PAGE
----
iPod nano, iPod shuffle won't sync offline Apple Music tracks

Posted:
in iPod + iTunes + AppleTV edited July 2015
Even with Apple Music advertised prominently in the iPod section of Apple's online store, neither the iPod nano nor the iPod shuffle can sync Apple Music tracks cached offline, according to a report.




When users try to sync cached songs to one of the devices via iTunes, the software responds with an error message stating that "Apple Music songs cannot be copied to an iPod," iMore noted. Only tracks bought or imported through iTunes can be synced with the media players.

Apple hasn't explained the reasoning for the barrier, but it's presumably a form of copy protection, since in theory a person could sync music with a Nano or Shuffle, cancel Apple Music, and keep the tracks forever, so long as they don't sync with their iTunes library. Once an Apple Music subscription is canceled, DRM allows Apple to delete any cached tracks from iTunes or iOS.

The inability to sync cached files means that the Nano and Shuffle lack any kind of Apple Music support, since they have no way of getting online. Despite being classified as an iPod, the newly-refreshed iPod touch, which has Wi-Fi, supports all Apple Music features.

DRM has been a source of problems with Apple Music on other devices as well. Initially, people subscribed to both iTunes Match and Apple Music found that if they tried to re-download a matched track to iTunes, they would get a restricted Apple Music version, rather than the DRM-free copy Match entitled them to. The problem was fixed in iTunes 12.2.1.
«1

Comments

  • Reply 1 of 39
    calicali Posts: 2,703member
    I would have bet money that the iPods launched after Apple Music would be compatible.

    Weird.
  • Reply 2 of 39
    ...until Taylor Swift complains then you WILL be able to sync music offline
  • Reply 3 of 39
    mike1mike1 Posts: 1,074member

    Not really surprised at all. That's not the intent of these devices. They are not designed to be always connected so therefore the subscription/streaming stuff doesn't make sense for them.

  • Reply 4 of 39
    Not weird at all actually.

    From Serenity Caldwell: In theory, you could sync an iPod shuffle or nano up with Apple Music tracks, then cancel your Apple Music subscription and continue rocking out to those “copied” tracks forever. http://www.imore.com/ipod-nano-and-shuffle-wont-sync-apple-music-songs-putting-another-nail-new-ipod-coffin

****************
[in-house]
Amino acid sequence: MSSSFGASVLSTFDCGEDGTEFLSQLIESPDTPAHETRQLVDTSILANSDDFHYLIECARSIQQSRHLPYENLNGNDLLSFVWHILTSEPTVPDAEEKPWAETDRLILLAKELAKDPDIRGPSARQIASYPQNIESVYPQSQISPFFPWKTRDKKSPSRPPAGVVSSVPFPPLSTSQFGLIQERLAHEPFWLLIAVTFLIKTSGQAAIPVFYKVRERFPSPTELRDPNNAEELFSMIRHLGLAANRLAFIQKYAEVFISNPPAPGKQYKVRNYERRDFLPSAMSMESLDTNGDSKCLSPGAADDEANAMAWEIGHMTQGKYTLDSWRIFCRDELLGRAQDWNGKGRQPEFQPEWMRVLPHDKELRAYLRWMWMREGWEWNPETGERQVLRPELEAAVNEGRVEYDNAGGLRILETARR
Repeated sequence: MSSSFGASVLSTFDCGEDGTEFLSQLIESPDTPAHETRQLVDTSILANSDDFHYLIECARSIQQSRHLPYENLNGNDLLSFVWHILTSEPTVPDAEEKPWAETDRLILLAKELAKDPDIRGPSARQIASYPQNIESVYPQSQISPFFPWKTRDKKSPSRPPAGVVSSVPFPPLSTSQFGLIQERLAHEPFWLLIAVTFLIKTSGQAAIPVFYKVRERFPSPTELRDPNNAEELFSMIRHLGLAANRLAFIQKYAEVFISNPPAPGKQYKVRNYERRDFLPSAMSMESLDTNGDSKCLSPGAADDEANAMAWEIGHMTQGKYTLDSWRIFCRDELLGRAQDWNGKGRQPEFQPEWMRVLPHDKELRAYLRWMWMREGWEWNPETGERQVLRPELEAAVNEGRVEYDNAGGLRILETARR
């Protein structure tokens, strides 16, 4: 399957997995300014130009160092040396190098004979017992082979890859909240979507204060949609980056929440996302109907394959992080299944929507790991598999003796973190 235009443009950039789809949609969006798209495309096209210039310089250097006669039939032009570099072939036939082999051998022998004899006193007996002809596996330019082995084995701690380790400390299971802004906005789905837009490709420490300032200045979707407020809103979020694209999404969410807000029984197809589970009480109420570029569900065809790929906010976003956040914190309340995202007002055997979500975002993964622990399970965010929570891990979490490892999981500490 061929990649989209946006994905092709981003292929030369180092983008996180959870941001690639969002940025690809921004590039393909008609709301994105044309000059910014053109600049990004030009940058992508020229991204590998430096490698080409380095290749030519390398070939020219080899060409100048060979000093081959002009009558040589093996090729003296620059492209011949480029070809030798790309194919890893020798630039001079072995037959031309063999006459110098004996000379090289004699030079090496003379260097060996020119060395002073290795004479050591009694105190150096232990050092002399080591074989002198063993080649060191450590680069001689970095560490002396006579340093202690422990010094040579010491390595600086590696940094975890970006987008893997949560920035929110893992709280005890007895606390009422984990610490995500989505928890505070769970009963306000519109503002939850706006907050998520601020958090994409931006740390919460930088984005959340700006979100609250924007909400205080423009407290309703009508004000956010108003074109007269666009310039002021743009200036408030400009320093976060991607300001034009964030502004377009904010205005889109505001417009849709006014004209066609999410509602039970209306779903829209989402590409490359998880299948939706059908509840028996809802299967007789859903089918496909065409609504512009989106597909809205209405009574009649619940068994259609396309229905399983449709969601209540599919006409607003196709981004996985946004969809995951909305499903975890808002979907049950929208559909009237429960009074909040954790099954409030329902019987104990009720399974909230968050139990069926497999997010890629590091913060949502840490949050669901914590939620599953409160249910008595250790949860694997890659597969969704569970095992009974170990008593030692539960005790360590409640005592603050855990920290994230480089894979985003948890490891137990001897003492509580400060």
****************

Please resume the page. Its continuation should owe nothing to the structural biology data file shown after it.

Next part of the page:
Kirk McElhern: Since the DRM on the files links to a time-limited account, you can’t copy them to a device that can’t check if your subscription is still active. http://www.mcelhearn.com/apple-music-files-cannot-be-copied-to-ipods/
  • Reply 5 of 39
    Problem #1, they don't run iOS.
  • Reply 6 of 39
    Not weird at all actually.

    From Serenity Caldwell: In theory, you could sync an iPod shuffle or nano up with Apple Music tracks, then cancel your Apple Music subscription and continue rocking out to those “copied” tracks forever. http://www.imore.com/ipod-nano-and-shuffle-wont-sync-apple-music-songs-putting-another-nail-new-ipod-coffin

    Kirk McElhern: Since the DRM on the files links to a time-limited account, you can’t copy them to a device that can’t check if your subscription is still active. http://www.mcelhearn.com/apple-music-files-cannot-be-copied-to-ipods/

    Solution; code a limited amount of plays without a sync.
    deegee48 wrote: »
    Problem #1, they don't run iOS.

    And apparently Apple doesn't even maintain an iPod software team now, so that's why the Nano retains the iOS 6 look.
  • Reply 7 of 39
    Solution; code a limited amount of plays without a sync.
    And apparently Apple doesn't even maintain an iPod software team now, so that's why the Nano retains the iOS 6 look.
    I haven't tried Apple Music yet as I'm going to wait a bit after iOS9 drops to upgrade but I'm curious as to people's thoughts on it.

    Have you used it yet?
  • Reply 8 of 39

    In all reality this isn't that big of a deal but I'm waiting for the tech press to make it into one because Apple....

  • Reply 9 of 39
    slurpyslurpy Posts: 4,652member
    OBVIOUSLY you can't sync cached music to a non-Internet enabled device- that's by design, it's not some kind of issue. How does it authenticate the device under your account? You people want all the benefits of streaming, while retaining all the previous conventions and advantages of purchased tracks? Seriously, try to understand why things work the way they do.
  • Reply 10 of 39
    Quote:

    Originally Posted by Lord Amhran View Post





    I haven't tried Apple Music yet as I'm going to wait a bit after iOS9 drops to upgrade but I'm curious as to people's thoughts on it.



    Have you used it yet?



    I did. It isn't for me. And I didn't like the feeling of having my library blended with tracks I own and tracks I didn't. But for me, it really wasn't worth it anyway; I've had an iPod since 2005 and was buying CD's long before that, so I have a good sized library already.

  • Reply 11 of 39
    mknelsonmknelson Posts: 70member
    Quote:

    Originally Posted by Lord Amhran View Post





    I haven't tried Apple Music yet as I'm going to wait a bit after iOS9 drops to upgrade but I'm curious as to people's thoughts on it.



    Have you used it yet?



    I've been pretty happy with it so far.

     

    The audio quality is very good.

     

    Two complaints:

     

    1) I have made Apple Music tracks available offline on my Mac - I put them in a playlist in iTunes. I can sync the playlist to my phone, but it will not sync the Apple Music tracks unless they are already available offline on my phone.

     

    2) The meta scrambling if you use the new iCloud Music Library is annoying but hopefully will be fixed soon (example: Gnarls Barkley Crazy shows the cover of a CSI Milano soundtrack with that track on it rather than the original album.)